Milifan May?

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Theresa May and Ed Miliband composite pictureImage copyright BBC/Getty

The most dramatic policy announced in Wednesday’s Budget was an overhaul of stamp duty – the tax will be abolished for first time buyers on homes worth up to £300,000.

It wasn’t the first time this has been proposed.

During the 2015 general election campaign, Labour leader Ed Miliband unveiled a policy remarkably similar to the one just announced by the Conservatives.

And stamp duty isn’t the only time Theresa May’s Conservatives have announced a policy similar to one proposed by Ed Miliband – nor is it the only similarity between the two party leaders.

Energy price cap

Back in 2013, Ed Miliband announced a plan to freeze gas and electricity bills for 20 months.

“The companies won’t like it because it will cost them money. But they have been overcharging people for too long because of a market that doesn’t work,” the then Labour leader said.

At the time, this plan was savaged by Conservative politicians.

Then prime minister David Cameron derided the policy as “Marxist”, while Chancellor George Osborne said it would mean companies would not invest and prices would go up for consumers in the long term.

But four years later, Theresa May announced a price cap would form part of the Conservatives’ 2017 general election manifesto. She insisted the policy wasn’t exactly the same as Miliband’s, but the two plans were undoubtedly very similar.

When the plan was floated, Miliband – liberated from the constraints of frontline politics – tweeted sarcastically:

Exit poll upsets

At 21:59 BST on 7 May 2015, it seemed very possible that Ed Miliband would become the next prime minister.

The two big parties were neck-and-neck in the polls throughout the campaign, with Labour ahead slightly more often than the Conservatives. But it wasn’t to be.

Image copyright Reuters
Image caption David Cameron unexpectedly won a majority in 2015 – Mr Miliband quit the next day
Image caption The 2017 exit poll was the first sign that the Conservatives had lost their majority

The exit poll at 22:00 BST showed Labour had done far worse than expected. The Conservatives ended up winning an overall majority and Mr Miliband resigned the next morning.

“It was a terrible shock,” he told the BBC, two years later. “The days afterwards were very, very upsetting days.”

In June 2017, the Conservatives lost that overall majority after Theresa May called a general election, asking voters to “strengthen her hand” in the Brexit negotiations.

She started the campaign with a huge lead in the polls. They tightened during the campaign, but the result was still a big surprise to most pollsters and pundits – and May herself, who told the BBC she shed a “little tear” when she saw the exit poll.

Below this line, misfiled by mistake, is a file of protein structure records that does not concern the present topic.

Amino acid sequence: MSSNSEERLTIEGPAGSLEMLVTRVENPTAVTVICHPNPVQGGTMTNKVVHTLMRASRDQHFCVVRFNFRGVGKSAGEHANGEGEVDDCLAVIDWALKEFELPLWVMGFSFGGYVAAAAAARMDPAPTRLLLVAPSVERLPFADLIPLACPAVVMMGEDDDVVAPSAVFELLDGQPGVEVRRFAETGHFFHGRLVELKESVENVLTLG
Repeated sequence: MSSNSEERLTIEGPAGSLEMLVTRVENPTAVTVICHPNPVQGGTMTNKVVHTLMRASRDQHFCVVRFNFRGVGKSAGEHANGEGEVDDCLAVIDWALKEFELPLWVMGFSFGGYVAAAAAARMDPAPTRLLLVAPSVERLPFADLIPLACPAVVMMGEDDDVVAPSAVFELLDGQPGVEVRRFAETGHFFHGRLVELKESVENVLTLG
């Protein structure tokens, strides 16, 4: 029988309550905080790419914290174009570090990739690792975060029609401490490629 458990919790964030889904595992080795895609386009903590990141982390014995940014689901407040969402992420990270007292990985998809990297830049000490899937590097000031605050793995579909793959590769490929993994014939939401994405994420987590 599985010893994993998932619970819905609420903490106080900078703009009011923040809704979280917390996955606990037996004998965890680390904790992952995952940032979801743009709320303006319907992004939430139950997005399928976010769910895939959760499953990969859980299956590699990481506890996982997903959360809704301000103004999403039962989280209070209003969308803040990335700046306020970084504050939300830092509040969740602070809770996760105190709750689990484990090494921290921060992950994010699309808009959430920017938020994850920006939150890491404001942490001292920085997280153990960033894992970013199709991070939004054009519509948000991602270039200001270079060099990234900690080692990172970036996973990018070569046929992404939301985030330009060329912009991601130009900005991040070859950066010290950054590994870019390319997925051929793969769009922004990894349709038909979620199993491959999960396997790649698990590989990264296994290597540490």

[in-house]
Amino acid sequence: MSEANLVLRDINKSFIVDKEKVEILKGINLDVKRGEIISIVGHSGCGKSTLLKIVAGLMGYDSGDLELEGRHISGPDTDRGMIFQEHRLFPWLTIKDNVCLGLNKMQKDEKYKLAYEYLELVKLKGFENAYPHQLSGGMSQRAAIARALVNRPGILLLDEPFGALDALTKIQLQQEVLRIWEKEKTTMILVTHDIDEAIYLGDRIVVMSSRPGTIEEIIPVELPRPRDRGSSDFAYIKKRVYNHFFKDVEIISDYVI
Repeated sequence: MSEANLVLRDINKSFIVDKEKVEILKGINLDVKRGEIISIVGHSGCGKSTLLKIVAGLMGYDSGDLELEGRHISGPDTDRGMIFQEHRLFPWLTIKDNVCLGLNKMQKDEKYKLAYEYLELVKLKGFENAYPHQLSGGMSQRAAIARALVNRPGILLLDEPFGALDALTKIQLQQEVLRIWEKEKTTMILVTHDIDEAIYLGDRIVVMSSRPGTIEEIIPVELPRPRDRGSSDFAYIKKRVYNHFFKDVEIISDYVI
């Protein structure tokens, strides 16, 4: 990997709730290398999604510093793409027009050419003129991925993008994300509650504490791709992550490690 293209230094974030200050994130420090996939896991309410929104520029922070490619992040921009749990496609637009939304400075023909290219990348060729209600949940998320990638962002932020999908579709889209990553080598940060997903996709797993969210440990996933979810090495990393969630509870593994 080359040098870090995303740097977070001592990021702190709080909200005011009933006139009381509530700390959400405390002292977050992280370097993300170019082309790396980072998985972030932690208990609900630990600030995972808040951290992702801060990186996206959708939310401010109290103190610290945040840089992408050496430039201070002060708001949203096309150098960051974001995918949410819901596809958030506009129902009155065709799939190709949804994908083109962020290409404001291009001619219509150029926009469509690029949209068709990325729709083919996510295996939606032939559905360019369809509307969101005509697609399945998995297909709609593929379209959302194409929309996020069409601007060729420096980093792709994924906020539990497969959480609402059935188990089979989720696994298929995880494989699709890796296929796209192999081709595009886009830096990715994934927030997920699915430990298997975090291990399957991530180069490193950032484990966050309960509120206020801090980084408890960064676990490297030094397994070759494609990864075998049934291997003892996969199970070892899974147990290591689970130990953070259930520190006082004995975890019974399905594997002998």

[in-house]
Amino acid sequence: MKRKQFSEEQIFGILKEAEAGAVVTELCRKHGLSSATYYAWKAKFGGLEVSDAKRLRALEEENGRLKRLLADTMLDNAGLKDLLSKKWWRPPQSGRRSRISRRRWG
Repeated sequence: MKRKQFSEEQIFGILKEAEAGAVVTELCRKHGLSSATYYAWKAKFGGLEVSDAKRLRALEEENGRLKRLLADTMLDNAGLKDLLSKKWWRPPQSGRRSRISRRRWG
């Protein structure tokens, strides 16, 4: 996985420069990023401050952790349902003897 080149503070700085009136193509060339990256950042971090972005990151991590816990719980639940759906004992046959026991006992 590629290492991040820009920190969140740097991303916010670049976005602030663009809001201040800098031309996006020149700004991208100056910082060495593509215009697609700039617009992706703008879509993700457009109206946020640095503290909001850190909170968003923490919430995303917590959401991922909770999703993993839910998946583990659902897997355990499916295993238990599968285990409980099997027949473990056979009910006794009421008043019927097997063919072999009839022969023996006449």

Executive pay

Soon after he was elected in 2010, Ed Miliband sought to distinguish himself from New Labour, which many in the party felt had become too close to business and too accepting of free market capitalism.

In his speech to Labour Party conference the following year, Mr Miliband said that although he was pro-business, there was a distinction between “producers” and “predators”.

Image copyright PA

“Are you on the side of the wealth creators or the asset strippers?” he asked.

One of the policies that came out of this rhetoric was a crackdown on executive pay. He called for the publication of pay ratios between bosses and lower paid staff. He also wanted MPs to vote on bonuses paid to bosses at state-owned firms – like Network Rail.

In a speech given just two days before she became prime minister, Theresa May called for the publication of pay ratios – as well as calling for workers to be represented on company boards, going even further than Mr Miliband.

A few months later Mrs May’s government published more details of the plans – and Mr Miliband tweeted sarcastically again:

In August, the prime minister unveiled a package of reforms which were considerably less radical – and less similar to Ed Miliband’s – than she had those previously proposed.

Those food pictures…

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Media captionEd Miliband eating a sandwich in front of the cameras in 2014
Image copyright Getty Images
Image caption Theresa May eating chips in front of the cameras in 2017

Land banking

Housing has become a bigger and bigger political issue in recent years as prices keep rising and the level of home ownership falls.

Back in 2013, Ed Miliband proposed a plan to boost house building, calling for penalties for developers “hoarding” land to force them to “use it or lose it”.

This was mocked by then Conservative Mayor of London Boris Johnson, who compared the Labour leader to then Zimbabwean President Robert Mugabe.

Four years later, Boris Johnson is foreign secretary in Theresa May’s cabinet. He called yesterday’s budget “great”, singling out the chancellor’s house building plans for praise.

The budget contained proposals to reclaim land that was not developed quickly enough.

This seems similar to the policy announced by Mr Miliband, and denounced by Mr Johnson, four years ago.

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